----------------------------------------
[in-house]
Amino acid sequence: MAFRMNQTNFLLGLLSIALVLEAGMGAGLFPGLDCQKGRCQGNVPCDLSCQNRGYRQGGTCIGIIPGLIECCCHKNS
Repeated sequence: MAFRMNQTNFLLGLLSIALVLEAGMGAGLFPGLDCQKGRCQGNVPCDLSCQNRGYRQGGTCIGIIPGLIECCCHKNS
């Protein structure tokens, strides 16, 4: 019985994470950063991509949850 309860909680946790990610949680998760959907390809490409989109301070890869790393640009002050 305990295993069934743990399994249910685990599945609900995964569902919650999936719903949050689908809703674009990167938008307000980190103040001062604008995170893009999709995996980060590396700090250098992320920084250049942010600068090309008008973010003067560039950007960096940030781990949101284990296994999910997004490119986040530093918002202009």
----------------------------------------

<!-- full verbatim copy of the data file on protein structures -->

[in-house]
Amino acid sequence: MAFRMNQTNFLLGLLSIALVLEAGMGAGLFPGLDCQKGRCQGNVPCDLSCQNRGYRQGGTCIGIIPGLIECCCHKNS
Repeated sequence: MAFRMNQTNFLLGLLSIALVLEAGMGAGLFPGLDCQKGRCQGNVPCDLSCQNRGYRQGGTCIGIIPGLIECCCHKNS
């Protein structure tokens, strides 16, 4: 019985994470950063991509949850 309860909680946790990610949680998760959907390809490409989109301070890869790393640009002050 305990295993069934743990399994249910685990599945609900995964569902919650999936719903949050689908809703674009990167938008307000980190103040001062604008995170893009999709995996980060590396700090250098992320920084250049942010600068090309008008973010003067560039950007960096940030781990949101284990296994999910997004490119986040530093918002202009």